One piece of debris from Malaysia Airlines Flight 370 has delivered the most significant picture so far of the last minutes of the flight, confirming that no human hand was in control of the Boeing 777 as it plunged into the Indian Ocean.
The Australian Transport Safety Bureau, ATSB, has spent many weeks analyzing a wing flap from the airplane, the largest piece of wreckage so far recovered. They have now ruled out that the flap was deployed by a command from the cockpit: It remained locked in place as it is during the cruise phase of a flight.
This was a decisive clue because the wing flaps can only be operated—for takeoff or landing—by direct pilot action. A flaperon, another piece of debris and the first to be discovered, in July 2015, on the island of Reunion in the western Indian Ocean, operates continually throughout a flight as part of the airplane’s automatic pilot system—and could not, therefore, indicate whether or not there was any involvement of pilots in its deployment.
The evidence provided by the wing flap—found on Pemba Island off the coast of Tanzania—is the only tangible indication so far that the Zombie Flight theory remains highly probable: that, for whatever reason, the 777 flew for its final hours at normal cruise height and speed on automatic pilot—until the engines ran out of fuel and it entered a death spiral, carrying 239 passengers and crew to their deaths.
New details given by the ATSB indicate that the jet hit the water at high speed, 284 mph, in a final descent of 25,000 feet a minute—that is more than twice the rate of the closest precursor of this scenario, the crash of Air France Flight 447 into the South Atlantic in 2009. The violence of the impact at this speed (calculated in revised computer simulations of the flight’s last seconds) means that the airplane shattered into many pieces.
As the ATSB delivered the latest update on their investigation, two search vessels have resumed working through the area where the remains of the airplane are believed to be, at great depths. Simultaneously, a three-day meeting is being held in Australia to consider whether the search area should be extended to the north of the present site.
Darren Chester, the Australian transport minister, said the experts would review “all the available data and analysis associated with the search to date… and develop guidance for any future search operations.”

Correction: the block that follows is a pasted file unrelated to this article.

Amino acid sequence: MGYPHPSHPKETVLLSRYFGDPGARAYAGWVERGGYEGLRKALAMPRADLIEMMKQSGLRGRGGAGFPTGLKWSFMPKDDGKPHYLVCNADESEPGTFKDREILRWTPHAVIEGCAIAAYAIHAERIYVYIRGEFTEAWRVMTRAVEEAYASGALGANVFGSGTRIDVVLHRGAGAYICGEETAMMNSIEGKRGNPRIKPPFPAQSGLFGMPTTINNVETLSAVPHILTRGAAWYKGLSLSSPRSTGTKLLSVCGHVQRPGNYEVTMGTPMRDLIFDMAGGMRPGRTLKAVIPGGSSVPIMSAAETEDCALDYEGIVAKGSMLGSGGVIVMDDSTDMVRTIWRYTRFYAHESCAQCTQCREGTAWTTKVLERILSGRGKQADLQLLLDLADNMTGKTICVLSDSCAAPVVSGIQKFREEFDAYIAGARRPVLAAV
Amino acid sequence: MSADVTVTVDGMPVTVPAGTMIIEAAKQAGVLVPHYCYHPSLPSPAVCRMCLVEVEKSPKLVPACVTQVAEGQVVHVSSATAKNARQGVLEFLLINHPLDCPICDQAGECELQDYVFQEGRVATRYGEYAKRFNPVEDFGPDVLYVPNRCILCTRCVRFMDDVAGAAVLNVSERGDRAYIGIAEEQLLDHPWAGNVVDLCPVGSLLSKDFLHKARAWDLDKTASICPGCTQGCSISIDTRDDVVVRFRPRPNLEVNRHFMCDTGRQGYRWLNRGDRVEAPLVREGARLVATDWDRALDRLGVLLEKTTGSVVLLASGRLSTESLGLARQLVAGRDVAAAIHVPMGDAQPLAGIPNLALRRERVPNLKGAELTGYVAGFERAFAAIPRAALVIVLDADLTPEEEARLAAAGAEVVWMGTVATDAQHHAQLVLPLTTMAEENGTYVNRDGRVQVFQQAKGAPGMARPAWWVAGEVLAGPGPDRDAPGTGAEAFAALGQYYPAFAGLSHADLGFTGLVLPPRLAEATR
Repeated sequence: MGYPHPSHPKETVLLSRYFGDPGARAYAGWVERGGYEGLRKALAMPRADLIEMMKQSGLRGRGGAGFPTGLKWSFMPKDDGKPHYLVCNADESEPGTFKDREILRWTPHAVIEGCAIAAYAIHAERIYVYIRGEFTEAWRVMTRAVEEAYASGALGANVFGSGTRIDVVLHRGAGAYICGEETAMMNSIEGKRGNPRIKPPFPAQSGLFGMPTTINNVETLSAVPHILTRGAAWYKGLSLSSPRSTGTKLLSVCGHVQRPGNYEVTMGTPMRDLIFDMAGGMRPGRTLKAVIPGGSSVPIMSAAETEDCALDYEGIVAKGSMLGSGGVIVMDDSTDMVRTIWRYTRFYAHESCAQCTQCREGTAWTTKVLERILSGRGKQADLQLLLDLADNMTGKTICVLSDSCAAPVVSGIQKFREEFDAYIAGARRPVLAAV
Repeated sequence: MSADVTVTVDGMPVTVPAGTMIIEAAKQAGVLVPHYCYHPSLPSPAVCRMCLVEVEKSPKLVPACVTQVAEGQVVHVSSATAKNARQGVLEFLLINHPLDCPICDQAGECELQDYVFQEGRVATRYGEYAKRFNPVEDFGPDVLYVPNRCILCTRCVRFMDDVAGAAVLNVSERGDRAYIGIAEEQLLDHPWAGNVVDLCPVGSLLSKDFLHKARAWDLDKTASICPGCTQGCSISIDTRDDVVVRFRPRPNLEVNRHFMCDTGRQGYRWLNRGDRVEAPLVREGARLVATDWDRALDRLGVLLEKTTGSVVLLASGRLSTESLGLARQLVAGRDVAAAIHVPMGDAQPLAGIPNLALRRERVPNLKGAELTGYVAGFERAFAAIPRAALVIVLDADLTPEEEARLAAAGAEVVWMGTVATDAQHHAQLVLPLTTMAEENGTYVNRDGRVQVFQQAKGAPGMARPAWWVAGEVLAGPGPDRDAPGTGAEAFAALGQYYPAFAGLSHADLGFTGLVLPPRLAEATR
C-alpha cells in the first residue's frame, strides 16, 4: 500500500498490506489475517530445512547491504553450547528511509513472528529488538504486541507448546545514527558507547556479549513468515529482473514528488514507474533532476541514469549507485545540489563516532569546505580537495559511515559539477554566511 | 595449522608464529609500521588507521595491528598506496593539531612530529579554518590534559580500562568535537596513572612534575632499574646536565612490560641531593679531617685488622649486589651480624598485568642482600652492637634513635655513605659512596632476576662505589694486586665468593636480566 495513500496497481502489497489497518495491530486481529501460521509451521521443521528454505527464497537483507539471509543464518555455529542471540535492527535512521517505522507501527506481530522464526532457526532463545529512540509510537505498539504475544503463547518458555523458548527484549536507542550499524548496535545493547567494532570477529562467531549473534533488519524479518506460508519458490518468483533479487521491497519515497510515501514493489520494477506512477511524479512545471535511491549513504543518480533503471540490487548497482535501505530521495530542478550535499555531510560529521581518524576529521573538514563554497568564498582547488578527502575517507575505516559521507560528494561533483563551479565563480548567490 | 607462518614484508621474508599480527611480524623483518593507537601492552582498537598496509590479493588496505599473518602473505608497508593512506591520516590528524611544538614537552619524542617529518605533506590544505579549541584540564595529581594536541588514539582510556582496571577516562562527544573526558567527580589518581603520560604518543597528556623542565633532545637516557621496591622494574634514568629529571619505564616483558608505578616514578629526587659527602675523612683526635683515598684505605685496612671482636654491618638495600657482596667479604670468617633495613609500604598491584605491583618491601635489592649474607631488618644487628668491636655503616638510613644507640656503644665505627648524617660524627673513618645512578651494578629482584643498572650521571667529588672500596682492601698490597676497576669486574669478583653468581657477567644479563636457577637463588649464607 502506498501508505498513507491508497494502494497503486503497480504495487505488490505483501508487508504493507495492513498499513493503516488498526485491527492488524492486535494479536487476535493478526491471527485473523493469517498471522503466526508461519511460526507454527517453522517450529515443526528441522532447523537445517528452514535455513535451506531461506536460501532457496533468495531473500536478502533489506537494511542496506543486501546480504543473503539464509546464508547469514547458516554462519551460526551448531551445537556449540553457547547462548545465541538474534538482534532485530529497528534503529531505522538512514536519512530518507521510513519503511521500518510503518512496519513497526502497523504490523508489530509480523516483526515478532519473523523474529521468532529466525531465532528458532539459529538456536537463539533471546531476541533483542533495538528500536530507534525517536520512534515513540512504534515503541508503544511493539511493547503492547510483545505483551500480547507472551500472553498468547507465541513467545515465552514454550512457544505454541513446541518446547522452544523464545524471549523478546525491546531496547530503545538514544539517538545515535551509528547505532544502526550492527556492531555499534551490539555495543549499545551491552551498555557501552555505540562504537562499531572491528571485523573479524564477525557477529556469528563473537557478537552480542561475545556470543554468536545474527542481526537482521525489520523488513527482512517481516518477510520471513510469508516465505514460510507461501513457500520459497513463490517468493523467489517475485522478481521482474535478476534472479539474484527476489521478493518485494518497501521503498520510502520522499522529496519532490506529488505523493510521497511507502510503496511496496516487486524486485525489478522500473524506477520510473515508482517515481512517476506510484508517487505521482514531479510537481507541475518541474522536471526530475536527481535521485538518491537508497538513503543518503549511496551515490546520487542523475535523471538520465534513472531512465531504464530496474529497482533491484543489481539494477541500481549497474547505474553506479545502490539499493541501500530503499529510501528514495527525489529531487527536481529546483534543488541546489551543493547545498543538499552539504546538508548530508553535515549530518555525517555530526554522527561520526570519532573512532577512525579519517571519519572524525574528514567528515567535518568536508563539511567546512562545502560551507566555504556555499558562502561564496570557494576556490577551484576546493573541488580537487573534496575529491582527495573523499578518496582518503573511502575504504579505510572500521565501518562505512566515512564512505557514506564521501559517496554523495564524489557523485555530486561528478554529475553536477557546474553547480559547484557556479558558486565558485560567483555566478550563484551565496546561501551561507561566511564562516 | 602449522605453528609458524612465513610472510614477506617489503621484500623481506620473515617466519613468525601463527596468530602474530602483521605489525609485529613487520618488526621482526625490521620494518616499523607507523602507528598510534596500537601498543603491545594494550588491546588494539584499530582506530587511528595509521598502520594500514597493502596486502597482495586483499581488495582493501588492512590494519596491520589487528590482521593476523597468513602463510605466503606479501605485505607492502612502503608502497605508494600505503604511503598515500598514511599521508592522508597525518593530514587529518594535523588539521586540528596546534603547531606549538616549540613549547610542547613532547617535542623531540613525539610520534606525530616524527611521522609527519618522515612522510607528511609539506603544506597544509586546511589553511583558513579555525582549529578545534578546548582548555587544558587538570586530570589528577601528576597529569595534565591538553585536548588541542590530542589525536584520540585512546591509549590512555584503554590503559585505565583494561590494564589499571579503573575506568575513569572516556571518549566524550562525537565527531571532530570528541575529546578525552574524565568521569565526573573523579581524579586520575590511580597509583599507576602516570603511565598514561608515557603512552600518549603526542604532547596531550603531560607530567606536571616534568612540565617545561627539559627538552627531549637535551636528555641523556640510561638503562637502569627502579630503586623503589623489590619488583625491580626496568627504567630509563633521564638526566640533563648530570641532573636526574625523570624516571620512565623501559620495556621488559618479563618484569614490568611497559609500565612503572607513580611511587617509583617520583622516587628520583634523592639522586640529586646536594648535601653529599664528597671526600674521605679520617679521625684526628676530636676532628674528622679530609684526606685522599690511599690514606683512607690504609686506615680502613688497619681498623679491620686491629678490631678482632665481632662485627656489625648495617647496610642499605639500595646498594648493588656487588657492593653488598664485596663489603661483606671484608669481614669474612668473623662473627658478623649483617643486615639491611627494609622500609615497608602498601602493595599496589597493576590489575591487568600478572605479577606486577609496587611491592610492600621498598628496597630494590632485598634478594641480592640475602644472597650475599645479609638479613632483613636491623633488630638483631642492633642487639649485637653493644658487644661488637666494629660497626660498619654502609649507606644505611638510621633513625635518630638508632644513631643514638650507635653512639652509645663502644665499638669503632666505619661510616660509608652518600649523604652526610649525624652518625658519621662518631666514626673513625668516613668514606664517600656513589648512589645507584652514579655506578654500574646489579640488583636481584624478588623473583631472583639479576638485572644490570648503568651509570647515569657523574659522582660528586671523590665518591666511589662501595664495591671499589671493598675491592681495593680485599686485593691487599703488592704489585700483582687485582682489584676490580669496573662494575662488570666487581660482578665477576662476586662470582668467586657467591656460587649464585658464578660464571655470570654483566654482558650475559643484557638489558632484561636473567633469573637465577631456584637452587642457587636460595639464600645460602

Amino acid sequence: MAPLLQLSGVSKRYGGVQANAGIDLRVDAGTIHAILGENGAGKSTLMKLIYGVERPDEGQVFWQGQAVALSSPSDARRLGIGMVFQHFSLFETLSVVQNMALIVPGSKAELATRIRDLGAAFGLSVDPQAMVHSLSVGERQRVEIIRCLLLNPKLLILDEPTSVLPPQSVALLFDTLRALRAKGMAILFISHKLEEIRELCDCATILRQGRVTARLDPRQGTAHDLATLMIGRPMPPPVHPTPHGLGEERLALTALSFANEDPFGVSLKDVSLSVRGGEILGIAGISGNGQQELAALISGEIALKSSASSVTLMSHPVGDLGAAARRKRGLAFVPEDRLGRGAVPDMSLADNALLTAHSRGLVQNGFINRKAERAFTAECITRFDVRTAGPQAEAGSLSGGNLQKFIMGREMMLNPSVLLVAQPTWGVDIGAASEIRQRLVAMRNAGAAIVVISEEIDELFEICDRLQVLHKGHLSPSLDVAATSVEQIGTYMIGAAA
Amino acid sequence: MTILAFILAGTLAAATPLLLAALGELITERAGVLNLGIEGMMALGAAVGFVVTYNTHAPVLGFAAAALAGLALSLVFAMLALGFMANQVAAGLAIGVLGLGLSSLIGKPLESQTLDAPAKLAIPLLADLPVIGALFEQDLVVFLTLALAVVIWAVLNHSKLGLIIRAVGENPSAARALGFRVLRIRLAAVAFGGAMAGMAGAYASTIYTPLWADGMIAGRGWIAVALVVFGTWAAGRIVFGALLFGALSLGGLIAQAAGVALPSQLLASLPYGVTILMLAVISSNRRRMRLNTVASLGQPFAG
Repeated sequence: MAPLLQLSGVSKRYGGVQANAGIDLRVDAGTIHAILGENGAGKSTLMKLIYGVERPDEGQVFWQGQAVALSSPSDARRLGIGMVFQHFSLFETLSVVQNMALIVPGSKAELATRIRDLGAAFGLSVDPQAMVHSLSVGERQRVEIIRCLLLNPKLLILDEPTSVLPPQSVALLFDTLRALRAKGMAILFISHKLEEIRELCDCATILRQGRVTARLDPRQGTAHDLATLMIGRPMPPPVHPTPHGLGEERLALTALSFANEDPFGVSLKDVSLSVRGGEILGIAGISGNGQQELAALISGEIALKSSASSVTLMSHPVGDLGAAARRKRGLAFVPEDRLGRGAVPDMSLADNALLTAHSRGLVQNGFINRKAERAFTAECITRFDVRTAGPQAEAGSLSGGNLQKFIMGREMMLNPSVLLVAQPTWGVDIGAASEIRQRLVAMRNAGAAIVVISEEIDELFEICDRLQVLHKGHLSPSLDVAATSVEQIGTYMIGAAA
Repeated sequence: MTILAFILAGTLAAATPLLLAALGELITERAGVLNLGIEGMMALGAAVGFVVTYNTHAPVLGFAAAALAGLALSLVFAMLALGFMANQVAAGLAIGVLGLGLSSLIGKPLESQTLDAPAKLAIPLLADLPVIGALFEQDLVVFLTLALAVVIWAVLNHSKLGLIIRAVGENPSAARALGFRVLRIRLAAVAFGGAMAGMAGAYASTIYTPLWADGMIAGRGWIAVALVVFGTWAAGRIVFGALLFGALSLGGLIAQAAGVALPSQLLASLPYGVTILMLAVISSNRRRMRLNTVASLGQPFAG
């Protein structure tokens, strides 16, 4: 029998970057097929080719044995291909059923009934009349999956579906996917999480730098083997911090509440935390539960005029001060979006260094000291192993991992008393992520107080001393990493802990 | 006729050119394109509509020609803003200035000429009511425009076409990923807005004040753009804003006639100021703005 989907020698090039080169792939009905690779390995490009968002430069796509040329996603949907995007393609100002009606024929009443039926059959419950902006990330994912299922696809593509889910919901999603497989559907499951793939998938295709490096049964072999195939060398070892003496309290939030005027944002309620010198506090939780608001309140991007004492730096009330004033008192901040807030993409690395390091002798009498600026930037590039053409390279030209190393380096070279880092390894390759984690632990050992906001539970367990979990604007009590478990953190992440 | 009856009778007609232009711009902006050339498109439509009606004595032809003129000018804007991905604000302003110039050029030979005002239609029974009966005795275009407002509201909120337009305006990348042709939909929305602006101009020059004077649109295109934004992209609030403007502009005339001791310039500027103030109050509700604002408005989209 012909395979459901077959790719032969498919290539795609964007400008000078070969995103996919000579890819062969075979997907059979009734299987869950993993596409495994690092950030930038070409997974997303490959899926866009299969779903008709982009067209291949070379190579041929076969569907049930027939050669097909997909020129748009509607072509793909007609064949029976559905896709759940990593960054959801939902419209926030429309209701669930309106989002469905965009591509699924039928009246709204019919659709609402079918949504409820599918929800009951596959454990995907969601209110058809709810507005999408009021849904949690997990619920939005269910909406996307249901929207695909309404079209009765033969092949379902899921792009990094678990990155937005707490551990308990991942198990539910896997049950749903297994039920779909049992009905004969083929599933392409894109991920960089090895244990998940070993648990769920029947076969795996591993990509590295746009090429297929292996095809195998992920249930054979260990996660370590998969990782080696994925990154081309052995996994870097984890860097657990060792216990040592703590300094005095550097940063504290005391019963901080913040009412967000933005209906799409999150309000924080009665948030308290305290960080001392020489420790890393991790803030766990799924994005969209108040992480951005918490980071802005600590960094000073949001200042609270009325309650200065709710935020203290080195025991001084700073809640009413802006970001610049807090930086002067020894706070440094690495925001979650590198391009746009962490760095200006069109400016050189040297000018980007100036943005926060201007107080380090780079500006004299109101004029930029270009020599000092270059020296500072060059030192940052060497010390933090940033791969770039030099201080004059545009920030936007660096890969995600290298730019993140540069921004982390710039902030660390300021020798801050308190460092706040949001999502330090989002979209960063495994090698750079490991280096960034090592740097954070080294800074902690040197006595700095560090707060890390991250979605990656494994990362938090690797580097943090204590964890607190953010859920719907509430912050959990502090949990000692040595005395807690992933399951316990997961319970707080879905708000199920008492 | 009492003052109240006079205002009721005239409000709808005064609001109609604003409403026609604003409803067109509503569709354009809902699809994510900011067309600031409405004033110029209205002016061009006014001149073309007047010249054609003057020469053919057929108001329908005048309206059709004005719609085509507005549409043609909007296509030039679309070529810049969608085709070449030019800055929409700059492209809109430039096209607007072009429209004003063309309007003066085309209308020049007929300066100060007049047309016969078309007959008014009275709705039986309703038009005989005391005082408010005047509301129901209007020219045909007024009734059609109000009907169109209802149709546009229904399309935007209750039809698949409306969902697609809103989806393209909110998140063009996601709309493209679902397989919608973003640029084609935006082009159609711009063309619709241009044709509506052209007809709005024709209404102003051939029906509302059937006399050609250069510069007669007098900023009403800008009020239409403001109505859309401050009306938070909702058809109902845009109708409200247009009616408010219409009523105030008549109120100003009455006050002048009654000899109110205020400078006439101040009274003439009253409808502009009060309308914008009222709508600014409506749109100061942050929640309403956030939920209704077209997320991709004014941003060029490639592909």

However, The Daily Beast can reveal that the two ships now in the search area have a priority: to return to more than 30 previously searched sites. These are spread across the entire 120,000-square kilometer search area where sonar contacts were made but not at the time followed-up.
After these contacts were recently reviewed, they were classified as “having the potential to be manmade.” This does not mean the Australians believe they could be clues to where the airplane’s debris field may be, but that they have to be definitely ruled out before the search is complete.
Some experts have been critical of the performance of the Dong Hai Jui, the search vessel provided last year by the Chinese. The vessel had been operating for only a few days before it lost a towfish—a sonar scanning device towed by a long cable. By the time the towfish was recovered, the winter weather in the southern Indian Ocean was too severe for the vessel to continue searching.
The Dong Hai Jui is now back working at the northern end of the search area, together with the other search vessel, the Fugro Equator. The Equator is deploying an autonomous underwater vehicle, AUV, which is like a submarine and is the only equipment that can closely follow the contours of the most challenging underwater terrain, terrain that is fearsome in its aspect with hundreds of volcanoes spouting mud.
The Daily Beast can also reveal the Australians felt they needed more data to ensure that they could reliably recognize the characteristics of a crash debris field at great depth if the searchers came upon it. Over the last few months, they have requested and received data from two previously successful underwater searches, Air France Flight 447 in the Atlantic Ocean and the recent crash of EgyptAir Flight 804 in the Mediterranean Sea.
In both these cases, the debris fields consisted of one area where the heaviest parts of the airplane, the engines and landing gear, rested and a wider spread of smaller pieces scattered over the ocean floor. The best hope of locating the wreckage of Flight 370 would be to spot the sonar “signature” of the engines, each a large mass, and the landing gear.